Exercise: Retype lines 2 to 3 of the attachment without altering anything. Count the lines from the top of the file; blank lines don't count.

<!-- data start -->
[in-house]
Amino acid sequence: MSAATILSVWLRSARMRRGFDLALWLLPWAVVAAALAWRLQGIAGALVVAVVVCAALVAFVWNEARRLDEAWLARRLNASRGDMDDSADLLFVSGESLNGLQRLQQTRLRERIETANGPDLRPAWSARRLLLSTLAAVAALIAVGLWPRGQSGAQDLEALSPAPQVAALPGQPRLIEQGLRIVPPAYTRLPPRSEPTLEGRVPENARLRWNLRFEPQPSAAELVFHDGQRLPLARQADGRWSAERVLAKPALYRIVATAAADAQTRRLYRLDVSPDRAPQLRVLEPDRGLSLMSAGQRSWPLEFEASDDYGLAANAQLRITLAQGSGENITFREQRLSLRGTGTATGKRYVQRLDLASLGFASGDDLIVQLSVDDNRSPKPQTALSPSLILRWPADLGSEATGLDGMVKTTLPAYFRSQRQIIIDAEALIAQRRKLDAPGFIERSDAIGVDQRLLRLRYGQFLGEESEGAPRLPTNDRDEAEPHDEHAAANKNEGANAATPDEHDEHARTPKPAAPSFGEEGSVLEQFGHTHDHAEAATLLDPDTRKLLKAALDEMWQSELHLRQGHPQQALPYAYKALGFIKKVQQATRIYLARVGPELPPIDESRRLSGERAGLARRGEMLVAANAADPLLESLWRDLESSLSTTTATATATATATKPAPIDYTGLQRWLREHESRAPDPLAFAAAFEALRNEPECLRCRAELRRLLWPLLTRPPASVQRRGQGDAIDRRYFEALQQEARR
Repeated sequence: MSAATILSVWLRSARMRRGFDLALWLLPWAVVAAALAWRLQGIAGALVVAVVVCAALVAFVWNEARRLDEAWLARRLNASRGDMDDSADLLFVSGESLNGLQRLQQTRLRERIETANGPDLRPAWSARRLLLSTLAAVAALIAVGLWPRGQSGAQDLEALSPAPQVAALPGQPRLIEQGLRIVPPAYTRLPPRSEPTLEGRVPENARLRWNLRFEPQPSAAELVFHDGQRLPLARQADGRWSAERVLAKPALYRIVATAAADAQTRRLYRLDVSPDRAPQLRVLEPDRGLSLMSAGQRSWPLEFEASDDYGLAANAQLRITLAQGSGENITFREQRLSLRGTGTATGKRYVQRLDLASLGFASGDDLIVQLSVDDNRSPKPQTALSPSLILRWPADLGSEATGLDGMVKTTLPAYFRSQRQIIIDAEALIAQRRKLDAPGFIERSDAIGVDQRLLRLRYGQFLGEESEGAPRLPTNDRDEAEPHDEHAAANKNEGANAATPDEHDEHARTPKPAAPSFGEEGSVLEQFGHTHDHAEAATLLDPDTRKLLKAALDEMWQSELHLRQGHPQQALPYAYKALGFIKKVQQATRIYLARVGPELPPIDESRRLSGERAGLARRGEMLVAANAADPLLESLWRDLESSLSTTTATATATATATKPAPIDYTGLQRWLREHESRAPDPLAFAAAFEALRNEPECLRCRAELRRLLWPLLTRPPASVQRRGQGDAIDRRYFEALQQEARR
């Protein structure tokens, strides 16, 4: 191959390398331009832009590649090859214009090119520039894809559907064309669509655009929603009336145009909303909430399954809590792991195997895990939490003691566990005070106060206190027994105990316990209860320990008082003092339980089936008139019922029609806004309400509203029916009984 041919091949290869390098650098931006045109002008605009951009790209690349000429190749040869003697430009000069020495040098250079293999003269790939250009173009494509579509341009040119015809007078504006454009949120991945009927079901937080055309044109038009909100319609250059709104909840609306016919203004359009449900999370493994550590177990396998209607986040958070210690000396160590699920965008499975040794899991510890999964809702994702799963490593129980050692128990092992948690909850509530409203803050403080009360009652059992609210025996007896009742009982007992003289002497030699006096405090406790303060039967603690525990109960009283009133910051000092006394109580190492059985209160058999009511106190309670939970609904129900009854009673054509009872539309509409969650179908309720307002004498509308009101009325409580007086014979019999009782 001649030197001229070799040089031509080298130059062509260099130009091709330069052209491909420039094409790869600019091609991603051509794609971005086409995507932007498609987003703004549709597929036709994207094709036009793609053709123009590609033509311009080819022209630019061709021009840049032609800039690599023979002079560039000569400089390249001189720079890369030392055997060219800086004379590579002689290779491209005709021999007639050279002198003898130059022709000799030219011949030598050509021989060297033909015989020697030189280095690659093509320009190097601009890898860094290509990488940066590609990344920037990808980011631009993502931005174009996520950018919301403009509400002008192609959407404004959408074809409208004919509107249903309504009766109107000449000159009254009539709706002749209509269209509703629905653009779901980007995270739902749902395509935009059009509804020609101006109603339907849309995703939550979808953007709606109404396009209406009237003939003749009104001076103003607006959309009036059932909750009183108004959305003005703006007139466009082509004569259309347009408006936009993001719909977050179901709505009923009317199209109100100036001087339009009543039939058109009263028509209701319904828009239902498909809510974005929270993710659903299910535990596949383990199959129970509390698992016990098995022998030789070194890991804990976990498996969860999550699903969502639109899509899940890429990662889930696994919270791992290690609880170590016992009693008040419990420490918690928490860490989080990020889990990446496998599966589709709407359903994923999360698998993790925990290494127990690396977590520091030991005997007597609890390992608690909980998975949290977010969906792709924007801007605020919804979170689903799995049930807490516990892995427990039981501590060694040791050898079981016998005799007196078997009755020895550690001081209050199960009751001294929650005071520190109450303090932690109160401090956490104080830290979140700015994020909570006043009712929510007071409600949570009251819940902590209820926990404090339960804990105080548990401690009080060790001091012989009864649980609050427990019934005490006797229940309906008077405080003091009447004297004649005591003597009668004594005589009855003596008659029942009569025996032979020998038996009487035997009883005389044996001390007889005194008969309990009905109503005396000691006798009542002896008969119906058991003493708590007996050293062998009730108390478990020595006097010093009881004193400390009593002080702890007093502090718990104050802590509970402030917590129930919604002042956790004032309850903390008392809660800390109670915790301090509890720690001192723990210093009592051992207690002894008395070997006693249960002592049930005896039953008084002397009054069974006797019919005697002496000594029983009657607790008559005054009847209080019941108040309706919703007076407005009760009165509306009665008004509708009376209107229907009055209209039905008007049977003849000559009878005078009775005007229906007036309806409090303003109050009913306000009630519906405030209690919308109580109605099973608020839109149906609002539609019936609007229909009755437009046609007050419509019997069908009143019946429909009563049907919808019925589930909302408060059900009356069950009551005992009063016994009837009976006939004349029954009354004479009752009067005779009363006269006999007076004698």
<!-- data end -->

Amino acid sequence: MSAATILSVWLRSARMRRGFDLALWLLPWAVVAAALAWRLQGIAGALVVAVVVCAALVAFVWNEARRLDEAWLARRLNASRGDMDDSADLLFVSGESLNGLQRLQQTRLRERIETANGPDLRPAWSARRLLLSTLAAVAALIAVGLWPRGQSGAQDLEALSPAPQVAALPGQPRLIEQGLRIVPPAYTRLPPRSEPTLEGRVPENARLRWNLRFEPQPSAAELVFHDGQRLPLARQADGRWSAERVLAKPALYRIVATAAADAQTRRLYRLDVSPDRAPQLRVLEPDRGLSLMSAGQRSWPLEFEASDDYGLAANAQLRITLAQGSGENITFREQRLSLRGTGTATGKRYVQRLDLASLGFASGDDLIVQLSVDDNRSPKPQTALSPSLILRWPADLGSEATGLDGMVKTTLPAYFRSQRQIIIDAEALIAQRRKLDAPGFIERSDAIGVDQRLLRLRYGQFLGEESEGAPRLPTNDRDEAEPHDEHAAANKNEGANAATPDEHDEHARTPKPAAPSFGEEGSVLEQFGHTHDHAEAATLLDPDTRKLLKAALDEMWQSELHLRQGHPQQALPYAYKALGFIKKVQQATRIYLARVGPELPPIDESRRLSGERAGLARRGEMLVAANAADPLLESLWRDLESSLSTTTATATATATATKPAPIDYTGLQRWLREHESRAPDPLAFAAAFEALRNEPECLRCRAELRRLLWPLLTRPPASVQRRGQGDAIDRRYFEALQQEARR
Repeated sequence: MSAATILSVWLRSARMRRGFDLALWLLPWAVVAAALAWRLQGIAGALVVAVVVCAALVAFVWNEARRLDEAWLARRLNASRGDMDDSADLLFVSGESLNGLQRLQQTRLRERIETANGPDLRPAWSARRLLLSTLAAVAALIAVGLWPRGQSGAQDLEALSPAPQVAALPGQPRLIEQGLRIVPPAYTRLPPRSEPTLEGRVPENARLRWNLRFEPQPSAAELVFHDGQRLPLARQADGRWSAERVLAKPALYRIVATAAADAQTRRLYRLDVSPDRAPQLRVLEPDRGLSLMSAGQRSWPLEFEASDDYGLAANAQLRITLAQGSGENITFREQRLSLRGTGTATGKRYVQRLDLASLGFASGDDLIVQLSVDDNRSPKPQTALSPSLILRWPADLGSEATGLDGMVKTTLPAYFRSQRQIIIDAEALIAQRRKLDAPGFIERSDAIGVDQRLLRLRYGQFLGEESEGAPRLPTNDRDEAEPHDEHAAANKNEGANAATPDEHDEHARTPKPAAPSFGEEGSVLEQFGHTHDHAEAATLLDPDTRKLLKAALDEMWQSELHLRQGHPQQALPYAYKALGFIKKVQQATRIYLARVGPELPPIDESRRLSGERAGLARRGEMLVAANAADPLLESLWRDLESSLSTTTATATATATATKPAPIDYTGLQRWLREHESRAPDPLAFAAAFEALRNEPECLRCRAELRRLLWPLLTRPPASVQRRGQGDAIDRRYFEALQQEARR